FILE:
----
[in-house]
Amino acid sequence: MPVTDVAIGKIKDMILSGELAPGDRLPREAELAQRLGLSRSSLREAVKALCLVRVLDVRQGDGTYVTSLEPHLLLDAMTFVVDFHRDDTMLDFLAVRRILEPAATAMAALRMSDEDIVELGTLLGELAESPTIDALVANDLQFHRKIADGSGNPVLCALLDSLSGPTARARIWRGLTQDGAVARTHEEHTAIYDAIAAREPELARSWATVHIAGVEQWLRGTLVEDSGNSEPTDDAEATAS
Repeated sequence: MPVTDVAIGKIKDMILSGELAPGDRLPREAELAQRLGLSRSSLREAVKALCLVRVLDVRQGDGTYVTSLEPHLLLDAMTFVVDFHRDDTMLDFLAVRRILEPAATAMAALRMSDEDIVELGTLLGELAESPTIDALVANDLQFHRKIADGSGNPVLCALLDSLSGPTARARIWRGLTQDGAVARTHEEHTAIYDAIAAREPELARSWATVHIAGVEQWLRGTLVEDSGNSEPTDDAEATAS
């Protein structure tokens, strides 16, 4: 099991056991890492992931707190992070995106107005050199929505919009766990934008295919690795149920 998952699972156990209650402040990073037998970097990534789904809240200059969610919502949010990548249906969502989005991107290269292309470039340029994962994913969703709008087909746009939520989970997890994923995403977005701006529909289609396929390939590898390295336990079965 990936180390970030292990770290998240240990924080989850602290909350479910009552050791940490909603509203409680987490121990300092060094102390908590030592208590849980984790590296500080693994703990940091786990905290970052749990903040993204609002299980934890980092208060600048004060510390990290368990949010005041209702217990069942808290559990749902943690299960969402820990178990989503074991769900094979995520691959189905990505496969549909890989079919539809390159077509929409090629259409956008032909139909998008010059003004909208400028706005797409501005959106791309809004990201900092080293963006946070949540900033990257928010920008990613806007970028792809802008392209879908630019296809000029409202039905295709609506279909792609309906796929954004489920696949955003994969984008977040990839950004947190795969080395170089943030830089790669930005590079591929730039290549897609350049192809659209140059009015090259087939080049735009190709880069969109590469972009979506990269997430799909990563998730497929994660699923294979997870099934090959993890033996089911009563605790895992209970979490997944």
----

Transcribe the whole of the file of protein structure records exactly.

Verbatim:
[in-house]
Amino acid sequence: MPVTDVAIGKIKDMILSGELAPGDRLPREAELAQRLGLSRSSLREAVKALCLVRVLDVRQGDGTYVTSLEPHLLLDAMTFVVDFHRDDTMLDFLAVRRILEPAATAMAALRMSDEDIVELGTLLGELAESPTIDALVANDLQFHRKIADGSGNPVLCALLDSLSGPTARARIWRGLTQDGAVARTHEEHTAIYDAIAAREPELARSWATVHIAGVEQWLRGTLVEDSGNSEPTDDAEATAS
Repeated sequence: MPVTDVAIGKIKDMILSGELAPGDRLPREAELAQRLGLSRSSLREAVKALCLVRVLDVRQGDGTYVTSLEPHLLLDAMTFVVDFHRDDTMLDFLAVRRILEPAATAMAALRMSDEDIVELGTLLGELAESPTIDALVANDLQFHRKIADGSGNPVLCALLDSLSGPTARARIWRGLTQDGAVARTHEEHTAIYDAIAAREPELARSWATVHIAGVEQWLRGTLVEDSGNSEPTDDAEATAS
């Protein structure tokens, strides 16, 4: 099991056991890492992931707190992070995106107005050199929505919009766990934008295919690795149920 998952699972156990209650402040990073037998970097990534789904809240200059969610919502949010990548249906969502989005991107290269292309470039340029994962994913969703709008087909746009939520989970997890994923995403977005701006529909289609396929390939590898390295336990079965 990936180390970030292990770290998240240990924080989850602290909350479910009552050791940490909603509203409680987490121990300092060094102390908590030592208590849980984790590296500080693994703990940091786990905290970052749990903040993204609002299980934890980092208060600048004060510390990290368990949010005041209702217990069942808290559990749902943690299960969402820990178990989503074991769900094979995520691959189905990505496969549909890989079919539809390159077509929409090629259409956008032909139909998008010059003004909208400028706005797409501005959106791309809004990201900092080293963006946070949540900033990257928010920008990613806007970028792809802008392209879908630019296809000029409202039905295709609506279909792609309906796929954004489920696949955003994969984008977040990839950004947190795969080395170089943030830089790669930005590079591929730039290549897609350049192809659209140059009015090259087939080049735009190709880069969109590469972009979506990269997430799909990563998730497929994660699923294979997870099934090959993890033996089911009563605790895992209970979490997944």